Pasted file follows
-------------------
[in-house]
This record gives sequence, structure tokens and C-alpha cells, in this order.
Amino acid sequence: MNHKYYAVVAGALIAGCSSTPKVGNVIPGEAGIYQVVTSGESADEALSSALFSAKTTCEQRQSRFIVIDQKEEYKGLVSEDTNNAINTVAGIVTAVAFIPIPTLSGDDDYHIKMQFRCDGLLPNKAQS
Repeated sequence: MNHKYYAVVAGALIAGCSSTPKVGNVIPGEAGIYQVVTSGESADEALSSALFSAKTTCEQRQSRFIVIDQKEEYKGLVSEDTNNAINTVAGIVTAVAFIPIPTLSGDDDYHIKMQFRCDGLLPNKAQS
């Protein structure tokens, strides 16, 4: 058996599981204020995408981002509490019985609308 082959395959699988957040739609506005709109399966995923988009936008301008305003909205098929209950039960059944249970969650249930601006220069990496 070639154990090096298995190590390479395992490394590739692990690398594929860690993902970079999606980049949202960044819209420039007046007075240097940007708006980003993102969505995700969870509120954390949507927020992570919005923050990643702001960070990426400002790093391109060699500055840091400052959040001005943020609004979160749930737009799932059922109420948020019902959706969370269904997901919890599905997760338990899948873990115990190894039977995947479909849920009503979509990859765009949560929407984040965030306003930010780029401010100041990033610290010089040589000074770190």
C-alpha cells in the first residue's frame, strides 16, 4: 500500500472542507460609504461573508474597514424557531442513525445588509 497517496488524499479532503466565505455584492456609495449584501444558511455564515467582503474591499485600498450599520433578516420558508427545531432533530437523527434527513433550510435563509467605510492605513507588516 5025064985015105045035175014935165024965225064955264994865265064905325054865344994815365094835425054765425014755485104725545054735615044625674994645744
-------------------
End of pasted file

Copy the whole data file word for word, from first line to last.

[in-house]
This record gives sequence, structure tokens and C-alpha cells, in this order.
Amino acid sequence: MNHKYYAVVAGALIAGCSSTPKVGNVIPGEAGIYQVVTSGESADEALSSALFSAKTTCEQRQSRFIVIDQKEEYKGLVSEDTNNAINTVAGIVTAVAFIPIPTLSGDDDYHIKMQFRCDGLLPNKAQS
Repeated sequence: MNHKYYAVVAGALIAGCSSTPKVGNVIPGEAGIYQVVTSGESADEALSSALFSAKTTCEQRQSRFIVIDQKEEYKGLVSEDTNNAINTVAGIVTAVAFIPIPTLSGDDDYHIKMQFRCDGLLPNKAQS
């Protein structure tokens, strides 16, 4: 058996599981204020995408981002509490019985609308 082959395959699988957040739609506005709109399966995923988009936008301008305003909205098929209950039960059944249970969650249930601006220069990496 070639154990090096298995190590390479395992490394590739692990690398594929860690993902970079999606980049949202960044819209420039007046007075240097940007708006980003993102969505995700969870509120954390949507927020992570919005923050990643702001960070990426400002790093391109060699500055840091400052959040001005943020609004979160749930737009799932059922109420948020019902959706969370269904997901919890599905997760338990899948873990115990190894039977995947479909849920009503979509990859765009949560929407984040965030306003930010780029401010100041990033610290010089040589000074770190």
C-alpha cells in the first residue's frame, strides 16, 4: 500500500472542507460609504461573508474597514424557531442513525445588509 497517496488524499479532503466565505455584492456609495449584501444558511455564515467582503474591499485600498450599520433578516420558508427545531432533530437523527434527513433550510435563509467605510492605513507588516 5025064985015105045035175014935165024965225064955264994865265064905325054865344994815365094835425054765425014755485104725545054735615044625674994645744